What is phonics and how can I help my child at home?
Phonics is all about using … skills for reading and spelling knowledge of the alphabet + Learning phonics will help your child to become a good reader and writer.
Every day the children have 20 minute sessions of phonics Fast paced approach Lessons encompass a range of games, songs and rhymes We use the Letters and Sounds planning document to support the teaching of phonics There are 6 phonics phases which the children work through at their own pace; usually completing by the end of KS1 Daily Phonics
Phonic terms your child will learn at school Phoneme Grapheme Blending Segmenting Digraph Trigraph Phoneme frame Sound button Tricky words CVC
Glossary: Phonemes: The smallest units of sound that are found within a word Grapheme: The spelling of the sound e.g. Th Diagraph: Two letters that make one sound when read Trigraphs: Three letters that make one sound CVC: Stands for consonant, vowel, consonant. Segmenting is breaking up a word into its sounds. Blending : Putting the sounds together to read a word Tricky words: Words that cannot easily be decoded.
Phase 1: Getting ready for phonics 1. Tuning into sounds 2. Listening and remembering sounds 3. Talking about sounds Music and movement Rhythm and rhyme Sound effects Speaking and listening skills
Nursery rhymes, songs, action rhymes. Add sound effects to stories. Music and movement: rhythm, guess the instrument. Talking about sounds: listening walks, loud/soft, high/low, silly noises. Speaking & listening: silly sentences “Happy Harry hops”, mimics, animal sounds. How can I help at home?
Phonics Words Your children will learn to use the term: Blending Children need to be able to hear the separate sounds in a word and then blend them together to say the whole word.
Blending /b/ /e/ /d/ = bed /t/ /i/ /n/ = tin /m/ /u/ /g/ = mug
Phonics Words Your children will learn to use the term: Segmenting Children need to be able to hear a whole word and say every sound that they hear.
Oral blending: the robot game Children need to practise hearing a series of spoken sounds and merging them together to make a word. For example, you say ‘b-u-s’, and your child says ‘bus’. “What’s in the box?” is a great game for practising this skill. How can I help at home?
Phase 2: Learning phonemes to read and write simple words Children will learn their first 19 phonemes: Set 1: s a t p Set 2: i n m d Set 3: g o c k Set 4: ck (as in duck) e u r Set 5: h b l f ff (as in puff) ll (as in hill) ss (as in hiss) They will use these phonemes to read and spell simple “consonant-vowel-consonant” (CVC) words: sat, tap, dig, duck, rug, puff, hill, hiss All these words contain 3 phonemes.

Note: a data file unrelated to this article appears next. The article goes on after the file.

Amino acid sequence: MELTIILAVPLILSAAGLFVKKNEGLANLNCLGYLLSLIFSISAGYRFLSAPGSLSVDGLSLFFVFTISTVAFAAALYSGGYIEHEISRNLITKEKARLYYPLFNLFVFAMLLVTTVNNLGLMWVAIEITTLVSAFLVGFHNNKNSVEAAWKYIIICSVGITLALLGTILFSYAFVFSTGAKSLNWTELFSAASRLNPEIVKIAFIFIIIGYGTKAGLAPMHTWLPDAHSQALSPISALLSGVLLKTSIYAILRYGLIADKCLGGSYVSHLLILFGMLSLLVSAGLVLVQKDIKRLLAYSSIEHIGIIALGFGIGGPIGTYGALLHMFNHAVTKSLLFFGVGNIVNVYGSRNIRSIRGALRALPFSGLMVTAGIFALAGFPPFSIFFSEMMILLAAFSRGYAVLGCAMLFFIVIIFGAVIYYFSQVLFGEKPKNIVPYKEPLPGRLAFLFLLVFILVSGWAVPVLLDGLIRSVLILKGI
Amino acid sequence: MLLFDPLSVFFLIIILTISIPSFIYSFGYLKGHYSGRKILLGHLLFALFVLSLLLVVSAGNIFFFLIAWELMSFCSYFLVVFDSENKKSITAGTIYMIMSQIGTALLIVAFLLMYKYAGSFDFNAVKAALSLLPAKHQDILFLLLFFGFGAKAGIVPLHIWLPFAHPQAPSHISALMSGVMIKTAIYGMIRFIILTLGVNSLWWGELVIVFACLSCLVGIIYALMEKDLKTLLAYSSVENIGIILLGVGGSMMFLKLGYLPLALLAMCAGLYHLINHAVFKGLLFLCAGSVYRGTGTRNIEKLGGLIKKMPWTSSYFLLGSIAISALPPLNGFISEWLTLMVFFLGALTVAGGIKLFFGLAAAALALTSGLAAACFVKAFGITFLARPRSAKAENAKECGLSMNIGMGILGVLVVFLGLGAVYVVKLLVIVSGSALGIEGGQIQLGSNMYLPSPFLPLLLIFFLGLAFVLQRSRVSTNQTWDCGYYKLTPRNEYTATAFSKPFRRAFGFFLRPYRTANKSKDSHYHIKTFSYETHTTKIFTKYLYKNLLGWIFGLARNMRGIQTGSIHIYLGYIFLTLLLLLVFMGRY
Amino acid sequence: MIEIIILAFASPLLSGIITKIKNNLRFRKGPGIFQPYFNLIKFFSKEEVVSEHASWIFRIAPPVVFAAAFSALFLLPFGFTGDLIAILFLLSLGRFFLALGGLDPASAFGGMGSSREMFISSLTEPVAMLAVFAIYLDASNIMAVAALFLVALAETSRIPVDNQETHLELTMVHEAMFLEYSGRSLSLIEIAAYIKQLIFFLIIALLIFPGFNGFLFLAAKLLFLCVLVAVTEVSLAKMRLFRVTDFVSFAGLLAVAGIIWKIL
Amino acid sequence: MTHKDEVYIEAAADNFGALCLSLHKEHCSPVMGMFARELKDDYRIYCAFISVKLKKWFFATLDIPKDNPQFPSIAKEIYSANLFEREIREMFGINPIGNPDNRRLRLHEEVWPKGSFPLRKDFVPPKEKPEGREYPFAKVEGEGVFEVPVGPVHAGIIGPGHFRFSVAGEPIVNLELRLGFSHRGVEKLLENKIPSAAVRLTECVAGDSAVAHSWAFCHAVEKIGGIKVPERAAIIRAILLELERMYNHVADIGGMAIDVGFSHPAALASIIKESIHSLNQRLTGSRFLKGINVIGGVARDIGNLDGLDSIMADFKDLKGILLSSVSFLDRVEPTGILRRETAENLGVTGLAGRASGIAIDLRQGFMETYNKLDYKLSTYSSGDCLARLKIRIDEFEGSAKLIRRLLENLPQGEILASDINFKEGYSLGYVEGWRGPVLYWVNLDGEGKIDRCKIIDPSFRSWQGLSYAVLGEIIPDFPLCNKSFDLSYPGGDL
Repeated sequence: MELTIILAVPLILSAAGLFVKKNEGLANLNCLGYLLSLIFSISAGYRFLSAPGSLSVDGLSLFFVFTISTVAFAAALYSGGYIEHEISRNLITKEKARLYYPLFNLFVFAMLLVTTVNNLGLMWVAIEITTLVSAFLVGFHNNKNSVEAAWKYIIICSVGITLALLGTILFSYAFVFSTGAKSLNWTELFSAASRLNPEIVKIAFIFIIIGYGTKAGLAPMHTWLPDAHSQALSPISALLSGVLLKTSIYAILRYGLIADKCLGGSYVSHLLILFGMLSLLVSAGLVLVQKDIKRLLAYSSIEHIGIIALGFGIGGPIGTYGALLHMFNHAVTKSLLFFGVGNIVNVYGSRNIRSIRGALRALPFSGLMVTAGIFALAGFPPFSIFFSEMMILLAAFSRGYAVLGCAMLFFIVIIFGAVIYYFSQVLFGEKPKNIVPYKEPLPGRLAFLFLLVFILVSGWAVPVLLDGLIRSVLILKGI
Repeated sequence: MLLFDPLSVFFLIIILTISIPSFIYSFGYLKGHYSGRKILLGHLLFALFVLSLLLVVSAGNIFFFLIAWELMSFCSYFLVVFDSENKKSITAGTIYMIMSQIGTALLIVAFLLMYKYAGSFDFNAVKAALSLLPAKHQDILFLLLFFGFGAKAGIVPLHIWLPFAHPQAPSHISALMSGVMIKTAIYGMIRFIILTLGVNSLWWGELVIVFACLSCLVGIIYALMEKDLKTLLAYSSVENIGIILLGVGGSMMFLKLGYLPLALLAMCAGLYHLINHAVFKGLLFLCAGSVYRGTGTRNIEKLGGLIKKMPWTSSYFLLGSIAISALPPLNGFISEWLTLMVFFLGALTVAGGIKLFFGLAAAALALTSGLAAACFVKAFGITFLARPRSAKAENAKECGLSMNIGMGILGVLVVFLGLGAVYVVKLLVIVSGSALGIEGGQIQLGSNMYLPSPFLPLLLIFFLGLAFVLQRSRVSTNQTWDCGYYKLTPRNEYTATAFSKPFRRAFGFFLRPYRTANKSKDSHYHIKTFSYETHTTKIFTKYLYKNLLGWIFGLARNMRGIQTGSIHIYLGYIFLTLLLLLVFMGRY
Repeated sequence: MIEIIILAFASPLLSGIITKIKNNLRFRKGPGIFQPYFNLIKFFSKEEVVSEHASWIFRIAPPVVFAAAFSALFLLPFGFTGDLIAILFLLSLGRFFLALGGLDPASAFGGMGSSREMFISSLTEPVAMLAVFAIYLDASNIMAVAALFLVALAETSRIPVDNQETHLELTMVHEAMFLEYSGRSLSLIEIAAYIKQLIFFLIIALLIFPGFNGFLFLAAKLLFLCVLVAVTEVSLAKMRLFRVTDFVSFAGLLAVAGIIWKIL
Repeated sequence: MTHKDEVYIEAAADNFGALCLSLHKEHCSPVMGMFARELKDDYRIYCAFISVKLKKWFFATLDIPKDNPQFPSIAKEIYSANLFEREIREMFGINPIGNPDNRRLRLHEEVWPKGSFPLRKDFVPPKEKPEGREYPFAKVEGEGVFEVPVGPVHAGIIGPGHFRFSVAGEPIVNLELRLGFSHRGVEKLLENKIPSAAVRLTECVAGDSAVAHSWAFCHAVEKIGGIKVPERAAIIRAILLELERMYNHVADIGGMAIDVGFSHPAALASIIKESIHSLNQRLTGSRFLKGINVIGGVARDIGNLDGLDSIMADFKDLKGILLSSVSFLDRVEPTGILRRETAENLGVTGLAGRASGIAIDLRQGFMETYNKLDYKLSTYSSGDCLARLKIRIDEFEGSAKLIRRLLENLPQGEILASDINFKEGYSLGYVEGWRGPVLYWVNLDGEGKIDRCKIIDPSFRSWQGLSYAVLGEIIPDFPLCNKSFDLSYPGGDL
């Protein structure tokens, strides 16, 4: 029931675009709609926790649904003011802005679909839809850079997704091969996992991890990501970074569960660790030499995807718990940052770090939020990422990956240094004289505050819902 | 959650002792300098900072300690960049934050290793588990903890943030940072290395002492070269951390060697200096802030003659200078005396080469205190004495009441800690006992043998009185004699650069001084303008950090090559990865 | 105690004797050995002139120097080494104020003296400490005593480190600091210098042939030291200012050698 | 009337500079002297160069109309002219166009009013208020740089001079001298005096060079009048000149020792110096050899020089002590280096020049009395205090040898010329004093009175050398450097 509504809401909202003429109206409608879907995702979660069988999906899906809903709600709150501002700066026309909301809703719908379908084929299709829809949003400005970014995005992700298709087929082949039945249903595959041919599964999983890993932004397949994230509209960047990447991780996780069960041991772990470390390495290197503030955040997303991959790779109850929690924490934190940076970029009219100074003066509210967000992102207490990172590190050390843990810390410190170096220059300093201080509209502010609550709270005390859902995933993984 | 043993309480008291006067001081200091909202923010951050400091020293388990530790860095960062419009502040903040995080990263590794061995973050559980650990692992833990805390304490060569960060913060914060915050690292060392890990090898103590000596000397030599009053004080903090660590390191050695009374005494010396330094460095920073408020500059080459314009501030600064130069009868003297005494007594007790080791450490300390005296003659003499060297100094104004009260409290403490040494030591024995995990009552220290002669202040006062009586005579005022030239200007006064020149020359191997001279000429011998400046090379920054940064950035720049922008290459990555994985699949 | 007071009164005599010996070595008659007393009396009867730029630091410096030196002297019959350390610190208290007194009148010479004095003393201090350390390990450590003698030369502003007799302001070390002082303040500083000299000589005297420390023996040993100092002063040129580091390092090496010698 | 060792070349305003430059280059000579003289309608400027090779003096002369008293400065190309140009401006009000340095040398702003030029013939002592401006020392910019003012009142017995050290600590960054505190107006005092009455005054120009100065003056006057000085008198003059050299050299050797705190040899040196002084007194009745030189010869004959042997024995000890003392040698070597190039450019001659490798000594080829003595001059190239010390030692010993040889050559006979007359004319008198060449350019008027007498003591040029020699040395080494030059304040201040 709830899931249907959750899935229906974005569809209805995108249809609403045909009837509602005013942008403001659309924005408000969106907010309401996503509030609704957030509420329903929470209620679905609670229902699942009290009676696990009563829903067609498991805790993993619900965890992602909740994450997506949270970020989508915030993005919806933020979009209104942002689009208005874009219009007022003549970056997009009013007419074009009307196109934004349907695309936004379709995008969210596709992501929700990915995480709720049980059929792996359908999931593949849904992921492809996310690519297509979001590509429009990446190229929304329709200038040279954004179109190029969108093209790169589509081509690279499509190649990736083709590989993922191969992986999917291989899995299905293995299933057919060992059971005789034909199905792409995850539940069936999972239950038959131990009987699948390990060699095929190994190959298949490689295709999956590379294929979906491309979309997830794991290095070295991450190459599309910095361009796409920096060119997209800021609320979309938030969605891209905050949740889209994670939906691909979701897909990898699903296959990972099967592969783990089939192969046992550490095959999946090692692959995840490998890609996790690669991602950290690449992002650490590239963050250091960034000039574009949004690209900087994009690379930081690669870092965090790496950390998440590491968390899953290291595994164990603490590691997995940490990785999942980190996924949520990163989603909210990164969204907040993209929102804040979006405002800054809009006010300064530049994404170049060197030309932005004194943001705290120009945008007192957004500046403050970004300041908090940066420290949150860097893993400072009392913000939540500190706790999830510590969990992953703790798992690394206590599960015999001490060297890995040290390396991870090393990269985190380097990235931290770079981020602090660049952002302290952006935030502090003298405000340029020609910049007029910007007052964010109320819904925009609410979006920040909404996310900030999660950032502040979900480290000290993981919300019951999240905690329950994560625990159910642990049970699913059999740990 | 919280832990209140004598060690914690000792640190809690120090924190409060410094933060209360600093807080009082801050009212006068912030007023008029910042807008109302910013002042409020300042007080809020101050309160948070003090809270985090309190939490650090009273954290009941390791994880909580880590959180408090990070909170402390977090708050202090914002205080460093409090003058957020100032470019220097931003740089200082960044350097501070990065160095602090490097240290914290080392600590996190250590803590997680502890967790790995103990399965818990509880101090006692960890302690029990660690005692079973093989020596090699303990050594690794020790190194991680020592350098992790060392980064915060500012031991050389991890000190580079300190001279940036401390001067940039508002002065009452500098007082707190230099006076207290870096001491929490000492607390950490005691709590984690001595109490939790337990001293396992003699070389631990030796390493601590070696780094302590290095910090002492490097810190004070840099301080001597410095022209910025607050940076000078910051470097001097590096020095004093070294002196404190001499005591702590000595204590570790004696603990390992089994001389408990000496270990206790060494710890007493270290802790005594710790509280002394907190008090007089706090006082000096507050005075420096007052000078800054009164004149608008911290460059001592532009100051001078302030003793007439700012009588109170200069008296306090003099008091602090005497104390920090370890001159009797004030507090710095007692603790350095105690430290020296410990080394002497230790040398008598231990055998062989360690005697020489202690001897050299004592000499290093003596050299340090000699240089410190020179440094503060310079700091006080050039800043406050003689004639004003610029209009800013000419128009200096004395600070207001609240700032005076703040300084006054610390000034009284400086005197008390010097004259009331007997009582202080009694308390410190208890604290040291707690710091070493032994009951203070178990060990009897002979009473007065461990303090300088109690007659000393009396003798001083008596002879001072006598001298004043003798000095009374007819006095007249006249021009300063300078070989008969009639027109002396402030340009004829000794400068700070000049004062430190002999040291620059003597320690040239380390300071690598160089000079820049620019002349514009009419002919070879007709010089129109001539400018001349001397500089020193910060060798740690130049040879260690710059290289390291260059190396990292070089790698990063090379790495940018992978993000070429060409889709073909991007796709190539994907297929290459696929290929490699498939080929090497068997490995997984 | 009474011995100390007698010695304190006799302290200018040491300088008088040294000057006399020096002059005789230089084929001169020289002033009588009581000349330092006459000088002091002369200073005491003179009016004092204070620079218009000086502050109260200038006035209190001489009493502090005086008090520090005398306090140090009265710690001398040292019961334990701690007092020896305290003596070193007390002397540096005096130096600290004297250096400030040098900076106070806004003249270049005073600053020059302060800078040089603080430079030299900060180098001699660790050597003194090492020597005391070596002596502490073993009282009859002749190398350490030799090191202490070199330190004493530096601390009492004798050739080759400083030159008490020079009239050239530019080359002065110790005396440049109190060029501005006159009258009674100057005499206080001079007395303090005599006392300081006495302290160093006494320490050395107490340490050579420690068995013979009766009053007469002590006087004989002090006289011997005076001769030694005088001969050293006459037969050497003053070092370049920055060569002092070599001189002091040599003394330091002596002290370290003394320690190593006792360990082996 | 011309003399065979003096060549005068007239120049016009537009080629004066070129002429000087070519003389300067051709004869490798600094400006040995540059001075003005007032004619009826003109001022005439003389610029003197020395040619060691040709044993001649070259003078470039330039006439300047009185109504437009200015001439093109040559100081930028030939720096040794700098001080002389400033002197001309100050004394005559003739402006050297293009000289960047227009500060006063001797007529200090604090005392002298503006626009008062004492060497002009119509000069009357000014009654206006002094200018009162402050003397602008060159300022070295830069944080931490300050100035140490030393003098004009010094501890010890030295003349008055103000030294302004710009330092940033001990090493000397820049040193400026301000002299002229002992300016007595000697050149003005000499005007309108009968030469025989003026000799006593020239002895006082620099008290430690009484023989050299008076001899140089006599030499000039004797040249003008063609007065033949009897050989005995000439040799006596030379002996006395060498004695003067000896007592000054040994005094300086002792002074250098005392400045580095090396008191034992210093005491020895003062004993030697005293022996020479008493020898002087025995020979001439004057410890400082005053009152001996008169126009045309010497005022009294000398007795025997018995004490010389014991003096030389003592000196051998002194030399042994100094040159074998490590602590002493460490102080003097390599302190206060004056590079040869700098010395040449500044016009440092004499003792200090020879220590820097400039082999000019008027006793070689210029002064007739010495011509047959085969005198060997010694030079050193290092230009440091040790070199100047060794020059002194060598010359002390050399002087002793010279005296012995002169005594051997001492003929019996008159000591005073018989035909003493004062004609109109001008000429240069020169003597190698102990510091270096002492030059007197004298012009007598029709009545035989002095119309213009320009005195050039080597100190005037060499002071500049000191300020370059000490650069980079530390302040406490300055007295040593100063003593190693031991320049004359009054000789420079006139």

Phonics Words Your children will learn to use the term: phoneme Phonemes are sounds that can be heard in words e.g. c-a-t
Phonics Words Your children will learn to use the term: grapheme This is how a phoneme is written down
Phonics Words Your children will learn to use the term: digraph This means that the phoneme comprises of two letters e.g. ll, ck, sh, ch, ai, ur
Phonics words Phoneme frame and sound buttons cat fish..... _
Tricky Words There are many words that cannot be blended or segmented because they are irregular. thewassaidyou some
Phase 3: Learning the long vowel phonemes Children will enter phase 3 once they know the first 19 phonemes and can blend and segment to read and spell CVC words. They will learn another 26 phonemes: j, v, w, x, y, z, zz, qu ch, sh, th, ng, ai, ee, igh, oa, oo, ar, or, ur, ow, oi, ear, air, ure, er They will use these phonemes (and the ones from Phase 2) to read and spell words: chip, shop, thin, ring, pain, feet, night, boat, boot, look, farm, fork, burn, town, coin, dear, fair, sure
Phonics Words Your children will learn to use the term: Trigraph This means that the phoneme comprises of three letters e.g. igh, ear, ure
Draw a phoneme frame and write these words ring chick night
Phase 4: Introducing consonant clusters: reading and spelling words with four or more phonemes Children move into phase 4 when they know all the phonemes from phases 2 and 3 and can use them to read and spell simple words (blending to read and segmenting to spell). Phase 4 doesn’t introduce any new phonemes. It focuses on reading and spelling longer words with the phonemes they already know. These words have consonant clusters at the beginning: spot, trip, clap, green, clown …or at the end: tent, mend, damp, burnt …or at the beginning and end! trust, spend, twist
Write these words on your phoneme frame spot damp
Phase 5 Teach new graphemes for reading ay, ou, ie, ea, oy, ir, ue, aw, wh, ph, ew, oe, au, a-e, e-e, i-e, o-e, u-e Learn alternative pronunciations of graphemes (the same grapheme can represent more than one phoneme): Fin/find, hot/cold, cat/cent, got/giant, but/put, cow/blow, tie/field, eat/bread, farmer/her, hat/what, yes/by/very, chin/school/chef, out/shoulder/could/you..
Learning all the variations! Learning that the same phoneme can be represented in more than one way: burn first term heard work
meatbread hebed bearhear cowlow Learning that the same grapheme can represent more than one phoneme : Learning all the variations!
Teaching the split digraph tietime toetone cuecube pie pine
Phase 6 Phase 6 focuses on spellings and learning rules for spelling alternatives. Children look at syllables, base words, analogy and mnemonics. Children might learn about past tense, rules for adding ‘ing’ and irregular verbs ‘tion’ and ‘sion’ words
How can I help at home? When spelling, encourage your child to think about what “looks right”. Have fun trying out different options…wipe clean whiteboards are good for trying out spellings. tray trai rain rayn boil boyl boy boi throat throwt snow snoa
Don’t forget… Learning to read and write should be fun for both children and parents.